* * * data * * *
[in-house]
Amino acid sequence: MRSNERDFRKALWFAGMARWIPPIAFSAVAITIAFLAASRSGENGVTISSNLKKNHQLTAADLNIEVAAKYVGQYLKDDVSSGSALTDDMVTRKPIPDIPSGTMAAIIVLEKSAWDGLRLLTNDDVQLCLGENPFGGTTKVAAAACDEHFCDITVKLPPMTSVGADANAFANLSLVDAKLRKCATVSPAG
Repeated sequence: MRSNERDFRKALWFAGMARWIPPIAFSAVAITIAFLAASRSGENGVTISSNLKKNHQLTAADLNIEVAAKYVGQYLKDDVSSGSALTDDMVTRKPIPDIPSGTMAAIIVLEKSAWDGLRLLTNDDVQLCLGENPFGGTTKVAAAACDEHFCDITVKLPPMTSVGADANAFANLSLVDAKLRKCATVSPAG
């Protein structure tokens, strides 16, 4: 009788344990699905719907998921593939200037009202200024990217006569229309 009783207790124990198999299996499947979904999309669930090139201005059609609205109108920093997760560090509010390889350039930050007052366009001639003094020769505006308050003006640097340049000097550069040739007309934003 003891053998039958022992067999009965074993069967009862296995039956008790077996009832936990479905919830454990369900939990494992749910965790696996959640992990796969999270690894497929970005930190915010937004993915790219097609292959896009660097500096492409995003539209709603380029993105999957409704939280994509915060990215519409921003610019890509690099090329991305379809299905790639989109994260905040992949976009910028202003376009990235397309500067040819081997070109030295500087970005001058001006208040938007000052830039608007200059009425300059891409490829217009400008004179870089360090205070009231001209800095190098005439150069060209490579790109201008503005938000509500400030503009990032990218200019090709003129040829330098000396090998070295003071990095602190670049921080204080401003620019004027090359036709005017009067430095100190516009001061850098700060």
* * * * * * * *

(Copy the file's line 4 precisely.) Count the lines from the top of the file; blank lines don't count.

């Protein structure tokens, strides 16, 4: 009788344990699905719907998921593939200037009202200024990217006569229309 009783207790124990198999299996499947979904999309669930090139201005059609609205109108920093997760560090509010390889350039930050007052366009001639003094020769505006308050003006640097340049000097550069040739007309934003 003891053998039958022992067999009965074993069967009862296995039956008790077996009832936990479905919830454990369900939990494992749910965790696996959640992990796969999270690894497929970005930190915010937004993915790219097609292959896009660097500096492409995003539209709603380029993105999957409704939280994509915060990215519409921003610019890509690099090329991305379809299905790639989109994260905040992949976009910028202003376009990235397309500067040819081997070109030295500087970005001058001006208040938007000052830039608007200059009425300059891409490829217009400008004179870089360090205070009231001209800095190098005439150069060209490579790109201008503005938000509500400030503009990032990218200019090709003129040829330098000396090998070295003071990095602190670049921080204080401003620019004027090359036709005017009067430095100190516009001061850098700060």